The One Concept Method
The old standard of multiple logo concepts has gone the way of the dodo. I know it feels scary to not have the safety net of multiple designs, especially when “that’s the way it’s always been.” I initially felt the same way, but I’ve found some really key positives since introducing the one concept method:
Creative energy isn’t bottomless. Think of juicing an orange. The more you press, the less you get. When you focus all of your energy into one logo, you receive a better result. You have time to perfect and tweak, instead of dividing that time over three concepts.
Franken-logos are a very real problem in the design world. By presenting three designs, you open the door to a client to ask for three different elements to be combined into one logo. As a designer, you know better. The client hired you because you know better. However, I see franken-logos in the wild.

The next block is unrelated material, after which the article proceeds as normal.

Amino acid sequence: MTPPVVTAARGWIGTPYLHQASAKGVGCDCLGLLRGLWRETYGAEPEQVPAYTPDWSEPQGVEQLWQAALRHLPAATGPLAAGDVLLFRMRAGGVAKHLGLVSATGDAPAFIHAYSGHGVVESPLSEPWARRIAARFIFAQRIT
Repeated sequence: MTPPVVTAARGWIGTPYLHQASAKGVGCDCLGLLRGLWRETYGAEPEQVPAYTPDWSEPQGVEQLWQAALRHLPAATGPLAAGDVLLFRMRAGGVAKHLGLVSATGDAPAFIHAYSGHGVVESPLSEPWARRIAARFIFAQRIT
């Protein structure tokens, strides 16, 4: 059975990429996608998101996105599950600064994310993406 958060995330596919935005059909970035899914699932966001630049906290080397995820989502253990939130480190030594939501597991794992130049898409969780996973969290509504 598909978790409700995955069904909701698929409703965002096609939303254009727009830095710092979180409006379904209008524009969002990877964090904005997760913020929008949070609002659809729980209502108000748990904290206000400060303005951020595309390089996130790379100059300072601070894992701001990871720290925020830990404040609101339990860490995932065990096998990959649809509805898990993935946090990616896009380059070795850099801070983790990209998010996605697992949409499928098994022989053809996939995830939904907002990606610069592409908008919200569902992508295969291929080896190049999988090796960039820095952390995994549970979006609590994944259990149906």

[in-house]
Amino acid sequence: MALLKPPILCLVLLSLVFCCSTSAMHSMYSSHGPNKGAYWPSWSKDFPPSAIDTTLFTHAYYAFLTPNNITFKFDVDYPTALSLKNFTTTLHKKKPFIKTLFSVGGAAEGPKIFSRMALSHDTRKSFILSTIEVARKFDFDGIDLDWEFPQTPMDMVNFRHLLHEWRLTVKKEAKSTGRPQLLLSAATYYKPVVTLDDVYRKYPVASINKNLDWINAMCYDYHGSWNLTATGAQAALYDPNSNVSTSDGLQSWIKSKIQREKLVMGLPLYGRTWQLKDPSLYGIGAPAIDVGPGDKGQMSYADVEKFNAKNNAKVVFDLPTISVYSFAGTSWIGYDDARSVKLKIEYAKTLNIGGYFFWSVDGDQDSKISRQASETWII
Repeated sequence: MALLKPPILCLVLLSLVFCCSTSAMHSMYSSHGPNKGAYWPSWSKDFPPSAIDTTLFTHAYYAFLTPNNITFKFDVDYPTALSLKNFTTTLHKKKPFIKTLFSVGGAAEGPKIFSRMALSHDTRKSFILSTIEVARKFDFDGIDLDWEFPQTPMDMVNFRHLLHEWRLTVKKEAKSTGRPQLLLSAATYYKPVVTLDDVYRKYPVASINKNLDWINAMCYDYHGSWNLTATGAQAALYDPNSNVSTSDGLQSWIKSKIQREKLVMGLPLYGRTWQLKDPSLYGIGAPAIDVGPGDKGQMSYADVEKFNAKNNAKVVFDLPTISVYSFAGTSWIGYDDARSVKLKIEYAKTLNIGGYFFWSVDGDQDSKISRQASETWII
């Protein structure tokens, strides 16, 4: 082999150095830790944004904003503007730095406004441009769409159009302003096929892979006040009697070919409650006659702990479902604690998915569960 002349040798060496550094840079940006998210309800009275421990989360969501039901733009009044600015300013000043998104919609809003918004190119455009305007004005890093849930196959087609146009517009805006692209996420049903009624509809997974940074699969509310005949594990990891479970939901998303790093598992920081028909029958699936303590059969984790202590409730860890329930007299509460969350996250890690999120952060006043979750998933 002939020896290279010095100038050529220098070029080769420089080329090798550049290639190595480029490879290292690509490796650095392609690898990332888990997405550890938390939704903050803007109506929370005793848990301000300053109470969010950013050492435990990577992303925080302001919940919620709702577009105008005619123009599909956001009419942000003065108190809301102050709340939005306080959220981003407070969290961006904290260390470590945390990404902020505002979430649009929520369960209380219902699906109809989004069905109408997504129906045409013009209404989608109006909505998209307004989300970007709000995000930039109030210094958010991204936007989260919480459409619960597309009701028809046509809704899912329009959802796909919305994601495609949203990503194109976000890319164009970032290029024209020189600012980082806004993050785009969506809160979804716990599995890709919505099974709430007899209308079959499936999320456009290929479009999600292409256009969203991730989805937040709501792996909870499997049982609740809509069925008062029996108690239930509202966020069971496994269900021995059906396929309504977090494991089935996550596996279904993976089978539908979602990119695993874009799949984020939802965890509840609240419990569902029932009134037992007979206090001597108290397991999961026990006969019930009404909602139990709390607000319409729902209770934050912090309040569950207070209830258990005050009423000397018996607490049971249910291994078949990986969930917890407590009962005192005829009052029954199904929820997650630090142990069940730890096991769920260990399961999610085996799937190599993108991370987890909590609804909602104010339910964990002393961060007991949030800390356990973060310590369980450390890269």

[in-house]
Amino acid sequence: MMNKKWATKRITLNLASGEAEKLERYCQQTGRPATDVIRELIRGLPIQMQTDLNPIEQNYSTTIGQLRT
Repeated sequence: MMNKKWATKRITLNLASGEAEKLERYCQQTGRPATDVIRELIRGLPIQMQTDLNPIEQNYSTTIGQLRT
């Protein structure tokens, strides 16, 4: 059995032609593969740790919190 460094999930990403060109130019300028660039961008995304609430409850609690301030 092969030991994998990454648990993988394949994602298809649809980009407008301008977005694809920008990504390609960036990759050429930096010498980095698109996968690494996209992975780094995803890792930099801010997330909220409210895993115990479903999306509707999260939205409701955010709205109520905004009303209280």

Sean McCabe explained it perfectly:
When you simply deliver multiple options, you are acting as a technician. The focus is on your time and your output. You are an expense, and you are a commodity.
When you provide a solution, you are acting as a professional. The focus is on your results and the value you create. You are an investment, and you are worth paying relative to the value you create.
I left the corporate world to own my expert status. I’m a professional and I value price.
I’ve loved the feedback since implementing the one concept method! The strategy work we do has ensured a detailed and clearer design going into refinement.
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